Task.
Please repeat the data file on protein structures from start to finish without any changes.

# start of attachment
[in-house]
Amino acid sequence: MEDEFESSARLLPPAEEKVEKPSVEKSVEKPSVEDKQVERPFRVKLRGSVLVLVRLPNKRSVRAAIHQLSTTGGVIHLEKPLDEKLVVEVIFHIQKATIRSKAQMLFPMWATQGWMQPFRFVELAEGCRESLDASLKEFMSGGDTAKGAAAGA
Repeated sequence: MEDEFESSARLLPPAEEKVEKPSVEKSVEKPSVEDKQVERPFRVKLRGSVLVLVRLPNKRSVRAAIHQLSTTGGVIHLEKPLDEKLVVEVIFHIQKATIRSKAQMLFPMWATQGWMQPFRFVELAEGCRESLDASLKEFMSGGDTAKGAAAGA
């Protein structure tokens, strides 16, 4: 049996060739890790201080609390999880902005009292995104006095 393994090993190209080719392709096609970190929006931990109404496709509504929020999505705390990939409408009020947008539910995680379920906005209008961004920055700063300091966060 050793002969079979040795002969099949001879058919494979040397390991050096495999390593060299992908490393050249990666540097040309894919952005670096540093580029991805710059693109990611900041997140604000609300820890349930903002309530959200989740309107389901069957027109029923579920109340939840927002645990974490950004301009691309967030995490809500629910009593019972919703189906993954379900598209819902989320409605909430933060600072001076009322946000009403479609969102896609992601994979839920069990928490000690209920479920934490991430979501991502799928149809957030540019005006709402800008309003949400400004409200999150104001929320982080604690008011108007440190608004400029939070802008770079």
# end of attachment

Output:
[in-house]
Amino acid sequence: MEDEFESSARLLPPAEEKVEKPSVEKSVEKPSVEDKQVERPFRVKLRGSVLVLVRLPNKRSVRAAIHQLSTTGGVIHLEKPLDEKLVVEVIFHIQKATIRSKAQMLFPMWATQGWMQPFRFVELAEGCRESLDASLKEFMSGGDTAKGAAAGA
Repeated sequence: MEDEFESSARLLPPAEEKVEKPSVEKSVEKPSVEDKQVERPFRVKLRGSVLVLVRLPNKRSVRAAIHQLSTTGGVIHLEKPLDEKLVVEVIFHIQKATIRSKAQMLFPMWATQGWMQPFRFVELAEGCRESLDASLKEFMSGGDTAKGAAAGA
């Protein structure tokens, strides 16, 4: 049996060739890790201080609390999880902005009292995104006095 393994090993190209080719392709096609970190929006931990109404496709509504929020999505705390990939409408009020947008539910995680379920906005209008961004920055700063300091966060 050793002969079979040795002969099949001879058919494979040397390991050096495999390593060299992908490393050249990666540097040309894919952005670096540093580029991805710059693109990611900041997140604000609300820890349930903002309530959200989740309107389901069957027109029923579920109340939840927002645990974490950004301009691309967030995490809500629910009593019972919703189906993954379900598209819902989320409605909430933060600072001076009322946000009403479609969102896609992601994979839920069990928490000690209920479920934490991430979501991502799928149809957030540019005006709402800008309003949400400004409200999150104001929320982080604690008011108007440190608004400029939070802008770079």